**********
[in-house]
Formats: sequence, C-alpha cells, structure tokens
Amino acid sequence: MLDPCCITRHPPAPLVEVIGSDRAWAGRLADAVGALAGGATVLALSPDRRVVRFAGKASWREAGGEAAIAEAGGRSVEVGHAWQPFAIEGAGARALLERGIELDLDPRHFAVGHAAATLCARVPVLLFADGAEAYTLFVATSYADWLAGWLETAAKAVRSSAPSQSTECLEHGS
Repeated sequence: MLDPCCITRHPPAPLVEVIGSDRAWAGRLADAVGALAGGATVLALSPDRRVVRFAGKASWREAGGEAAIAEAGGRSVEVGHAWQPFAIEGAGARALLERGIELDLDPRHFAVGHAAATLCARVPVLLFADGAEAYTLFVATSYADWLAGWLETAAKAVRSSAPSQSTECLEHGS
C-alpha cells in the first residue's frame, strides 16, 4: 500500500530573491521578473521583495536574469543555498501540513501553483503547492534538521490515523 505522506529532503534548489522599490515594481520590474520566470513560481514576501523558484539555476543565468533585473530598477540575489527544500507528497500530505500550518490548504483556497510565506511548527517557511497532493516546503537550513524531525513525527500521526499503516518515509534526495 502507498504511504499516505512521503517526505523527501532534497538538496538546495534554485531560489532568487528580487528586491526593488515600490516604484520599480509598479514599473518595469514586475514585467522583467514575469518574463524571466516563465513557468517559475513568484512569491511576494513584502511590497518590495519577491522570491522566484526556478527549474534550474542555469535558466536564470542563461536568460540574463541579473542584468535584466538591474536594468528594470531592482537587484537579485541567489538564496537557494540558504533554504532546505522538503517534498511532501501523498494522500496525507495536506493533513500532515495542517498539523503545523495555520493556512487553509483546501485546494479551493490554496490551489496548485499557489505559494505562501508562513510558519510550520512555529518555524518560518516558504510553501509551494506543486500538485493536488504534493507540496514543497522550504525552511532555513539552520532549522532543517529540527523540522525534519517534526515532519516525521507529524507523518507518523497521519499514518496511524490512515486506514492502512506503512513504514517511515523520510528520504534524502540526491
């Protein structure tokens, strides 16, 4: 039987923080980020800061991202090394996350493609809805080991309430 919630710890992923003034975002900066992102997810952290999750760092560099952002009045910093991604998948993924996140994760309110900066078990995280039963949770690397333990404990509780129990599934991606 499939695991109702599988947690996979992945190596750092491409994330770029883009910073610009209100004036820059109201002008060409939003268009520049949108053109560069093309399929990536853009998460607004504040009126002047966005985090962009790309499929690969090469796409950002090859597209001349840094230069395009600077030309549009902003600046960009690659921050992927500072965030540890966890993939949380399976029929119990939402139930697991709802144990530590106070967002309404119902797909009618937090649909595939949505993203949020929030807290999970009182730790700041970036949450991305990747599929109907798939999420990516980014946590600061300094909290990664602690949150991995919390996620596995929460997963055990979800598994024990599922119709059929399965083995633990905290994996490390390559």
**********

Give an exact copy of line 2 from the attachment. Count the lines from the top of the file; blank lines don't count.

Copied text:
Formats: sequence, C-alpha cells, structure tokens